According to ProFootballTalk.com, the reason Manning renegotiated his contract with the Broncos was so they could add an insurance clause in case he suffers a serious injury.
The contract, according to the source, adds an insurance clause, which reflects that the team has purchased an insurance policy in the event Manning suffers a serious injury. The insurance would both compensate the Broncos and provide a cap credit in the event Peyton can’t play. To get the cap credit, the contract must refer to the insurance policy.
Manning will earn $40 million guaranteed over the next two seasons, in $20 million chunks for 2013 and 2014, respectively. The Broncos can avoid the $20 million payment in 2014 only if Manning suffers injury to the same area of his neck that kept him from playing in 2011.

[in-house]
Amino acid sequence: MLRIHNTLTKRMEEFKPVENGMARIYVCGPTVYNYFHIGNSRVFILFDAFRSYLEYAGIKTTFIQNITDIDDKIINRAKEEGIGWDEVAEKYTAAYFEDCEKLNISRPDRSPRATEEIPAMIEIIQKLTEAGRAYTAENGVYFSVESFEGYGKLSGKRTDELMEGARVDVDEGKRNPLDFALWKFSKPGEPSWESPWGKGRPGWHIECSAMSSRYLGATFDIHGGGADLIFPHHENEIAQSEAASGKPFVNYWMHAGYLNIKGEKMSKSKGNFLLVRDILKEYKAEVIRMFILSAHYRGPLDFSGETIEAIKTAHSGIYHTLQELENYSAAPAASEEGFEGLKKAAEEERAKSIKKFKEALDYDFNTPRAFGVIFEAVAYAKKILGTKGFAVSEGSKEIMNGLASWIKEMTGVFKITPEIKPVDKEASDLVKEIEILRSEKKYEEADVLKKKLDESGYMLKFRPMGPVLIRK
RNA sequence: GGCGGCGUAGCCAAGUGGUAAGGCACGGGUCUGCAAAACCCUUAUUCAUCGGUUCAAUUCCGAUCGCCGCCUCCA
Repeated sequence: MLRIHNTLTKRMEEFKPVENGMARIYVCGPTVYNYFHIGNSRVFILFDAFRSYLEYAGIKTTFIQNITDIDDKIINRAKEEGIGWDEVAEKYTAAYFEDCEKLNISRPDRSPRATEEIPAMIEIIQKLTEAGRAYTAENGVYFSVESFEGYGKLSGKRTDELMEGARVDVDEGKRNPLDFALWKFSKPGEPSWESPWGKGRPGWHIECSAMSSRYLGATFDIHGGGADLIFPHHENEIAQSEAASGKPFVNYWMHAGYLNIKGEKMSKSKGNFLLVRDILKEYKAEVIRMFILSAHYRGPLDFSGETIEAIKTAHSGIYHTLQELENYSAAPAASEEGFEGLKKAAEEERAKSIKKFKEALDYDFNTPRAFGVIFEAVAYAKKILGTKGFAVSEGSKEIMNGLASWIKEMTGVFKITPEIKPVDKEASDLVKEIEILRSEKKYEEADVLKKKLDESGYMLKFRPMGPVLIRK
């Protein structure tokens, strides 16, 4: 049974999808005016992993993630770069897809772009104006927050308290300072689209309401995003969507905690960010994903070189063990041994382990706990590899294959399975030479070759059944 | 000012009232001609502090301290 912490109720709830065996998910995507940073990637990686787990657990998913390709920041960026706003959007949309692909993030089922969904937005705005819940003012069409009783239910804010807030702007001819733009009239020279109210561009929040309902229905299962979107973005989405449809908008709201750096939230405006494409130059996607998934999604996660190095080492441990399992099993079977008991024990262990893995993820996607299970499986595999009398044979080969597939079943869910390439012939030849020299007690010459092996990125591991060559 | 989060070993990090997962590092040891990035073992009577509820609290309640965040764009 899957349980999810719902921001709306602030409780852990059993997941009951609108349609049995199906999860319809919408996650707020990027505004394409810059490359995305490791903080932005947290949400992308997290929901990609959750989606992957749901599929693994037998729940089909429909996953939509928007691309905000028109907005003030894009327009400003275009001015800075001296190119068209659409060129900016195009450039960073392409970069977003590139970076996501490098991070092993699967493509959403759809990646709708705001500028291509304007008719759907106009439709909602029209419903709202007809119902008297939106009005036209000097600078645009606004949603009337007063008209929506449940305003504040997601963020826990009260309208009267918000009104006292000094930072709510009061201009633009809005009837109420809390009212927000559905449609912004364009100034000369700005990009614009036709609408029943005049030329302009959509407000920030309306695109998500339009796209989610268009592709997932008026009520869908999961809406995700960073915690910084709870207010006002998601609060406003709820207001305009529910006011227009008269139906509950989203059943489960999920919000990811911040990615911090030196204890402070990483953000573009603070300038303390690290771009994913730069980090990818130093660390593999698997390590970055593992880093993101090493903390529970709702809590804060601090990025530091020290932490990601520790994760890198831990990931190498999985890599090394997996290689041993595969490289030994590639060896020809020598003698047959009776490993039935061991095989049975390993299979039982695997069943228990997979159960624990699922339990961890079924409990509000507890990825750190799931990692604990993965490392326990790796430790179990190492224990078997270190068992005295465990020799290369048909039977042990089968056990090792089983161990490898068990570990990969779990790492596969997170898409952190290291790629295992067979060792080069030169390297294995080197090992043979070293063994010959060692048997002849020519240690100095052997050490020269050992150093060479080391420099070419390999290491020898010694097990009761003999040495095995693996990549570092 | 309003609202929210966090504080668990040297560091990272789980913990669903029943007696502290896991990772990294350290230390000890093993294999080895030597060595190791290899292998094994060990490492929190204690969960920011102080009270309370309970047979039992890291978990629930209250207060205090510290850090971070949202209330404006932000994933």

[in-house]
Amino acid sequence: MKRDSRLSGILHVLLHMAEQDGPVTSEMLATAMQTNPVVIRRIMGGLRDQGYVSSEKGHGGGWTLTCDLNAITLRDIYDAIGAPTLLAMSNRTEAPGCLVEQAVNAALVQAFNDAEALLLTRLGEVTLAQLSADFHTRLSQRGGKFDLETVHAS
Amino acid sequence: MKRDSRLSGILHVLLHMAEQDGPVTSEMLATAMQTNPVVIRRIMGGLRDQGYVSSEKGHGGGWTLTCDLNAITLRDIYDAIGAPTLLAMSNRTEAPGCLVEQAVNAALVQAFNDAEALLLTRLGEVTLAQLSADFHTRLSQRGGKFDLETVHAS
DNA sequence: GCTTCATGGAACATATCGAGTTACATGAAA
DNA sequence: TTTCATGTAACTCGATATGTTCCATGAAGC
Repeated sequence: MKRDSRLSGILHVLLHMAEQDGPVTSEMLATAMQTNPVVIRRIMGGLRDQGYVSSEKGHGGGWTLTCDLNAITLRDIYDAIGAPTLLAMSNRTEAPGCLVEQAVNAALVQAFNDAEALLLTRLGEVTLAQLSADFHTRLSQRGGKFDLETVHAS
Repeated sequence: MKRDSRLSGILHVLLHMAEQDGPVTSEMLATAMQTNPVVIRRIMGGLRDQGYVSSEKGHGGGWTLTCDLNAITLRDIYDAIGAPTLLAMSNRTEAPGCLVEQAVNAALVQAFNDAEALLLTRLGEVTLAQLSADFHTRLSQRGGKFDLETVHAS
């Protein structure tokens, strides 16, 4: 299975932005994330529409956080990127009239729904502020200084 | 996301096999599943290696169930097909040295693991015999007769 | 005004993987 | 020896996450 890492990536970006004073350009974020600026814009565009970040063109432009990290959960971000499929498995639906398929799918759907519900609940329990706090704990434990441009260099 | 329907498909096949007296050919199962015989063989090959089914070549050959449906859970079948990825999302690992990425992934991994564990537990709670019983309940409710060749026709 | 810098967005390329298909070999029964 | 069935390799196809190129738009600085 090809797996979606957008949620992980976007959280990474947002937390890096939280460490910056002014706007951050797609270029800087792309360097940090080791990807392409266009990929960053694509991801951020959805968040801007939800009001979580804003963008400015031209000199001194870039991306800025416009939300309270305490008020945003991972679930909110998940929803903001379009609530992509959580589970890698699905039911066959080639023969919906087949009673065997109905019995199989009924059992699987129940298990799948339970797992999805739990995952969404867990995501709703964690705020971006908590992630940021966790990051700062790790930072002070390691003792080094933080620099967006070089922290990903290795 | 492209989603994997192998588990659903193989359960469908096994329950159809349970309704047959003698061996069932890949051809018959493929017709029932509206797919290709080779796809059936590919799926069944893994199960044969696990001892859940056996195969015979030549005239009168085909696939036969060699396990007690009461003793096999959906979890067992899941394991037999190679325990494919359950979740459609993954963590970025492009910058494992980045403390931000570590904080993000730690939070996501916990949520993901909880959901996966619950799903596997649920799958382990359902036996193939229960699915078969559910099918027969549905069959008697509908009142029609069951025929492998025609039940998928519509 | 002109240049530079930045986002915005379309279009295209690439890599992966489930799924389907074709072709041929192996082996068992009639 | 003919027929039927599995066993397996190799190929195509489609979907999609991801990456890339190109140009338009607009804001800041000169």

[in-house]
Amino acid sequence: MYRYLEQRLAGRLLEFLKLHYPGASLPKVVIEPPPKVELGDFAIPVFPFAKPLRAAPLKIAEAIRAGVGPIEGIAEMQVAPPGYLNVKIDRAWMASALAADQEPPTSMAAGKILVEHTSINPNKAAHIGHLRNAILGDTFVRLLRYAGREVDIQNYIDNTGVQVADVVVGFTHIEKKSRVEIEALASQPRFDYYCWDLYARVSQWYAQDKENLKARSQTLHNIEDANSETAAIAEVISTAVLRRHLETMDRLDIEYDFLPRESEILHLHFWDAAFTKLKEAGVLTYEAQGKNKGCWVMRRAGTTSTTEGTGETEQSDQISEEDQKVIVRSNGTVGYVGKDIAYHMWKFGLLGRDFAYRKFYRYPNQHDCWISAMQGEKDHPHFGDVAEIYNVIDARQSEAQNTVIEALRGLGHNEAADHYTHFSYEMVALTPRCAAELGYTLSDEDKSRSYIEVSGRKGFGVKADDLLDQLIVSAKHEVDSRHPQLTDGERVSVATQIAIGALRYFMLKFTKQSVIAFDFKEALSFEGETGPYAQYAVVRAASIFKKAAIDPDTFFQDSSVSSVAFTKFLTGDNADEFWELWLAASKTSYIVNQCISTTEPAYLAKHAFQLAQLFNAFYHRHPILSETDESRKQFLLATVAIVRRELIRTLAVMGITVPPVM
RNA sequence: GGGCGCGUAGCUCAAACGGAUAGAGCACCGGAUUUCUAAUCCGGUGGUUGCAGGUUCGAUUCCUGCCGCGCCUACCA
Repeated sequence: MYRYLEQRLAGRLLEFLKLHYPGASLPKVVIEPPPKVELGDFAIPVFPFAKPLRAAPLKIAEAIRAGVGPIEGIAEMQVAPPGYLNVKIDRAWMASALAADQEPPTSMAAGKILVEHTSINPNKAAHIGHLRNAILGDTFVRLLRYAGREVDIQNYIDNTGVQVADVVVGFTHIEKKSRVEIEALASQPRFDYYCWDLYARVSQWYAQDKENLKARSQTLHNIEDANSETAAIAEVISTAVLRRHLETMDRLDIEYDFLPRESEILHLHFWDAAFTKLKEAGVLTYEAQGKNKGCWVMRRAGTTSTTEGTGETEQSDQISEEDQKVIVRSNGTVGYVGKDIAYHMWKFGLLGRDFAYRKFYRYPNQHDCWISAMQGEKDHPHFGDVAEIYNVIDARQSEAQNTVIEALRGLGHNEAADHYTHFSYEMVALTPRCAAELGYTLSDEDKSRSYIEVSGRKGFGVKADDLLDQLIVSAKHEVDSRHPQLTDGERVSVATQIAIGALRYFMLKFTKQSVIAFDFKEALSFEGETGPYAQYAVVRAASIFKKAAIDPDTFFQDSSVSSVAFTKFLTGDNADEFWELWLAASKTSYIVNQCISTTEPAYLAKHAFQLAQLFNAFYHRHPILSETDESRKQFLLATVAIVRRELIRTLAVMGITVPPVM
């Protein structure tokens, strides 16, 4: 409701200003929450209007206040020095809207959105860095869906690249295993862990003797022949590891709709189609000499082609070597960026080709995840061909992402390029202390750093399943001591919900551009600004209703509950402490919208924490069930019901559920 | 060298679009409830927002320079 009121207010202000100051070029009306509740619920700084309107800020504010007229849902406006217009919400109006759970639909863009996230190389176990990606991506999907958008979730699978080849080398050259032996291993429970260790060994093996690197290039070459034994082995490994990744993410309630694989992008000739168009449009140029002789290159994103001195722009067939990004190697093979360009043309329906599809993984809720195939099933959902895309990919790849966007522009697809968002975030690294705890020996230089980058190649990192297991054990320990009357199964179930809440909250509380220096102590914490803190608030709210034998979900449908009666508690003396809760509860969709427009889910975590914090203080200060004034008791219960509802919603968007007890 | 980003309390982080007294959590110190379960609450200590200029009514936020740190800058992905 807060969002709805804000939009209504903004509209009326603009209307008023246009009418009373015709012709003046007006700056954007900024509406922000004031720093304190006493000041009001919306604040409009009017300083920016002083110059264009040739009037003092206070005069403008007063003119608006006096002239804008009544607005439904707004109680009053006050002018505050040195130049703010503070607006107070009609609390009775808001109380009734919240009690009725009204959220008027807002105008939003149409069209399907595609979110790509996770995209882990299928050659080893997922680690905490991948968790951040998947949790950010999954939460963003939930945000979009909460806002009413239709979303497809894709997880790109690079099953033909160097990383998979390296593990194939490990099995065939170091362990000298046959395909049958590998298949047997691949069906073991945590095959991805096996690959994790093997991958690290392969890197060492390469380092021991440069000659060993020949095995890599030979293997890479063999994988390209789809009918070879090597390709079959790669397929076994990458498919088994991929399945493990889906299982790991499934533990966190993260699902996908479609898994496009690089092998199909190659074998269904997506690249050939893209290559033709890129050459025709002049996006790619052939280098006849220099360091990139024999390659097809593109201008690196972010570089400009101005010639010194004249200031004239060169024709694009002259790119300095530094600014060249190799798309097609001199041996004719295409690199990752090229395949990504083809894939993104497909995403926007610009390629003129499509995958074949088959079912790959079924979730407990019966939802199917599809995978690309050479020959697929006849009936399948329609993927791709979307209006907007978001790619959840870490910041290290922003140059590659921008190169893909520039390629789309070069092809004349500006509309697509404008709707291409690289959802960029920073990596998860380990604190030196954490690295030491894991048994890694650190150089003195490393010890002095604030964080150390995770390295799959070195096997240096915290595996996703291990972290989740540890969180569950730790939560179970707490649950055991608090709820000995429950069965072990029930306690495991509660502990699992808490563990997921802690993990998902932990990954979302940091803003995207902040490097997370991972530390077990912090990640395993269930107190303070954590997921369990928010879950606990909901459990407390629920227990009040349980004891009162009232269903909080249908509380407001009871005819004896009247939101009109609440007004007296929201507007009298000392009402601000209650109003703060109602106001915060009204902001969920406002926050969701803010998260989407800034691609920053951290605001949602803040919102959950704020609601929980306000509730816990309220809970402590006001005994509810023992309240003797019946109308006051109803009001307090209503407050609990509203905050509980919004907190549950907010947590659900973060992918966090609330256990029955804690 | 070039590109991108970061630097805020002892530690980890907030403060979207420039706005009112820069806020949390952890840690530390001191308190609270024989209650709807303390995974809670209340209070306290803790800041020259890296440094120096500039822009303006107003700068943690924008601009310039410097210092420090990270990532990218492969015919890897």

For any other injury or condition, the Broncos are on the hook. Which means that, barring compelling medical evidence that any new neck injury arises directly from the old neck injury, Peyton is getting $40 million over the next two years.
This move certainly makes sense for the Broncos since they have to pay Manning so much money over the last two years of his contract. Let’s face it, he’s not as durable as he once was.